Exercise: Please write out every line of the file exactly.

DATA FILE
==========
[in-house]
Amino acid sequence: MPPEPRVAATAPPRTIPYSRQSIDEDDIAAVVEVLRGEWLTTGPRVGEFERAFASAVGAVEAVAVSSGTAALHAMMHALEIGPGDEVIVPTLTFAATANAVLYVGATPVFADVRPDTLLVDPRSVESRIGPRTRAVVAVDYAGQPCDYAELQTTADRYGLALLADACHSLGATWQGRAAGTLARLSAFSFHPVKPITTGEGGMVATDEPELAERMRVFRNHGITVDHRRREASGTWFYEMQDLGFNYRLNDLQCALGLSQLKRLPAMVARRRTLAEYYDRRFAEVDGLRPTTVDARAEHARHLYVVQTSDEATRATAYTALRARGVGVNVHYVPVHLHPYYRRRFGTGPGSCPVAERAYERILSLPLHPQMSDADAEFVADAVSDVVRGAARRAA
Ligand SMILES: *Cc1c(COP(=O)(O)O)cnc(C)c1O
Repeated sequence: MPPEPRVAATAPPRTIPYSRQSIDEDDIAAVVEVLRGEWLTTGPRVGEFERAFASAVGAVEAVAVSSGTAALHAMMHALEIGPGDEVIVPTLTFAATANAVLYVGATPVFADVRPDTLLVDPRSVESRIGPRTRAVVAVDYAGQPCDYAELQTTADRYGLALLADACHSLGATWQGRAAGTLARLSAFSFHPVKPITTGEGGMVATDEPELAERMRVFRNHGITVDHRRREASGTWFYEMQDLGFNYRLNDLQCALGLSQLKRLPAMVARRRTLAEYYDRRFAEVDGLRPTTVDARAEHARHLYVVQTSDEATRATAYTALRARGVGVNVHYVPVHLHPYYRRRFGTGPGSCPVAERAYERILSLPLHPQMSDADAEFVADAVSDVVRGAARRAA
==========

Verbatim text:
[in-house]
Amino acid sequence: MPPEPRVAATAPPRTIPYSRQSIDEDDIAAVVEVLRGEWLTTGPRVGEFERAFASAVGAVEAVAVSSGTAALHAMMHALEIGPGDEVIVPTLTFAATANAVLYVGATPVFADVRPDTLLVDPRSVESRIGPRTRAVVAVDYAGQPCDYAELQTTADRYGLALLADACHSLGATWQGRAAGTLARLSAFSFHPVKPITTGEGGMVATDEPELAERMRVFRNHGITVDHRRREASGTWFYEMQDLGFNYRLNDLQCALGLSQLKRLPAMVARRRTLAEYYDRRFAEVDGLRPTTVDARAEHARHLYVVQTSDEATRATAYTALRARGVGVNVHYVPVHLHPYYRRRFGTGPGSCPVAERAYERILSLPLHPQMSDADAEFVADAVSDVVRGAARRAA
Ligand SMILES: *Cc1c(COP(=O)(O)O)cnc(C)c1O
Repeated sequence: MPPEPRVAATAPPRTIPYSRQSIDEDDIAAVVEVLRGEWLTTGPRVGEFERAFASAVGAVEAVAVSSGTAALHAMMHALEIGPGDEVIVPTLTFAATANAVLYVGATPVFADVRPDTLLVDPRSVESRIGPRTRAVVAVDYAGQPCDYAELQTTADRYGLALLADACHSLGATWQGRAAGTLARLSAFSFHPVKPITTGEGGMVATDEPELAERMRVFRNHGITVDHRRREASGTWFYEMQDLGFNYRLNDLQCALGLSQLKRLPAMVARRRTLAEYYDRRFAEVDGLRPTTVDARAEHARHLYVVQTSDEATRATAYTALRARGVGVNVHYVPVHLHPYYRRRFGTGPGSCPVAERAYERILSLPLHPQMSDADAEFVADAVSDVVRGAARRAA